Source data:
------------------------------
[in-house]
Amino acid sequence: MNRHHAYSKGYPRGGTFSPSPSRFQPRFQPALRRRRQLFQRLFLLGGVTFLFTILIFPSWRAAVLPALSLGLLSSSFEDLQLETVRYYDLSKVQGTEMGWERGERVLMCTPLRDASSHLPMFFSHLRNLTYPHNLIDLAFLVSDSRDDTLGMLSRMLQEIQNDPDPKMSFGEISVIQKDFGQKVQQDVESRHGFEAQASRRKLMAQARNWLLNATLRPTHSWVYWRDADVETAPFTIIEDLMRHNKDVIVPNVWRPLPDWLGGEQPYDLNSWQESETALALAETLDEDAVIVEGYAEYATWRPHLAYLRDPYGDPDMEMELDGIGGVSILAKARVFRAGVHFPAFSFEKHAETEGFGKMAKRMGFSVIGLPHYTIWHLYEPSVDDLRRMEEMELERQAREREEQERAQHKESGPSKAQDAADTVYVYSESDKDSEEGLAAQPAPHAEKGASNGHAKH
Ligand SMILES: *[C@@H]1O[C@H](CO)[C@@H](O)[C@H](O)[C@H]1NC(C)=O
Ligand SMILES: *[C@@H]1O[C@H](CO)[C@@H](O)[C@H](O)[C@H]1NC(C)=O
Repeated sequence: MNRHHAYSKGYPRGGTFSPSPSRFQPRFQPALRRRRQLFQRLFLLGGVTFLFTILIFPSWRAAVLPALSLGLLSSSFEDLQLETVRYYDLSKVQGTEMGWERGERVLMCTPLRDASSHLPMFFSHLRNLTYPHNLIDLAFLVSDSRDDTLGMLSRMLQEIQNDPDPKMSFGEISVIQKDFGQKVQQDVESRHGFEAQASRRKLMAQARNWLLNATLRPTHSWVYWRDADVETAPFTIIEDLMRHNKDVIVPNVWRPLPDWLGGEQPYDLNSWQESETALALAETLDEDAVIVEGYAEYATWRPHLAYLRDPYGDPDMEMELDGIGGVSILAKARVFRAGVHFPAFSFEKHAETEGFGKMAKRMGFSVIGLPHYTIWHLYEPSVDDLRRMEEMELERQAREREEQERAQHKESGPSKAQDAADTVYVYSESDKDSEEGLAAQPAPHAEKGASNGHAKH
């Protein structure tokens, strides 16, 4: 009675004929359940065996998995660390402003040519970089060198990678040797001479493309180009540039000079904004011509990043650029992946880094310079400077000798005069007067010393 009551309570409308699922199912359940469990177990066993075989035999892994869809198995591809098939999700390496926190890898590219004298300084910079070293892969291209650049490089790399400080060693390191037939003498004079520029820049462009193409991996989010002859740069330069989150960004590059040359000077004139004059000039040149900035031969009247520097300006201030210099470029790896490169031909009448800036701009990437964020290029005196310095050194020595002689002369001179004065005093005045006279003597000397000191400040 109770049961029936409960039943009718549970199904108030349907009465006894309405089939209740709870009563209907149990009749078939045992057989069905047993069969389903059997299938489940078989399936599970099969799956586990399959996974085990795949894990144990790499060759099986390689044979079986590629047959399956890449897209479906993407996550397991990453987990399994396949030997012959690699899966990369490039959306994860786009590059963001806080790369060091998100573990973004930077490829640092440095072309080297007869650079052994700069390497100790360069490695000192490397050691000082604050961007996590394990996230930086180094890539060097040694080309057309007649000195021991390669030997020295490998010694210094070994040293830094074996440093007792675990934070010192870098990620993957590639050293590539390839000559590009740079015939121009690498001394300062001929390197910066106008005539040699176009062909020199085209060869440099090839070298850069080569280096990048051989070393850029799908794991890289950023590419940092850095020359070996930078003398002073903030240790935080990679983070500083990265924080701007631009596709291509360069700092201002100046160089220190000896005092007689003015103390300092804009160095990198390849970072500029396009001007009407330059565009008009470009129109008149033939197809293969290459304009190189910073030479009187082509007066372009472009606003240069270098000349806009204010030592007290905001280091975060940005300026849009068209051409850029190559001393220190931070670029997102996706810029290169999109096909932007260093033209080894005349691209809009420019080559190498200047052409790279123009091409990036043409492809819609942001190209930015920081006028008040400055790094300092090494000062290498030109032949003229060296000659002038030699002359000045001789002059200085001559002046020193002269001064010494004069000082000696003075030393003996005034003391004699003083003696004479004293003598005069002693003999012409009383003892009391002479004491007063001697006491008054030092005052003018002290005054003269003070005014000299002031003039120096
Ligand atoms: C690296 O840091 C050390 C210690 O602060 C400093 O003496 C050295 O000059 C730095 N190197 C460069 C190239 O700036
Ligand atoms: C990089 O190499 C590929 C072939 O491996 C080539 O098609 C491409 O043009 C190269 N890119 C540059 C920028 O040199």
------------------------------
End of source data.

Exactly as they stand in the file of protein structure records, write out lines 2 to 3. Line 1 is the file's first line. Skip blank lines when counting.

Amino acid sequence: MNRHHAYSKGYPRGGTFSPSPSRFQPRFQPALRRRRQLFQRLFLLGGVTFLFTILIFPSWRAAVLPALSLGLLSSSFEDLQLETVRYYDLSKVQGTEMGWERGERVLMCTPLRDASSHLPMFFSHLRNLTYPHNLIDLAFLVSDSRDDTLGMLSRMLQEIQNDPDPKMSFGEISVIQKDFGQKVQQDVESRHGFEAQASRRKLMAQARNWLLNATLRPTHSWVYWRDADVETAPFTIIEDLMRHNKDVIVPNVWRPLPDWLGGEQPYDLNSWQESETALALAETLDEDAVIVEGYAEYATWRPHLAYLRDPYGDPDMEMELDGIGGVSILAKARVFRAGVHFPAFSFEKHAETEGFGKMAKRMGFSVIGLPHYTIWHLYEPSVDDLRRMEEMELERQAREREEQERAQHKESGPSKAQDAADTVYVYSESDKDSEEGLAAQPAPHAEKGASNGHAKH
Ligand SMILES: *[C@@H]1O[C@H](CO)[C@@H](O)[C@H](O)[C@H]1NC(C)=O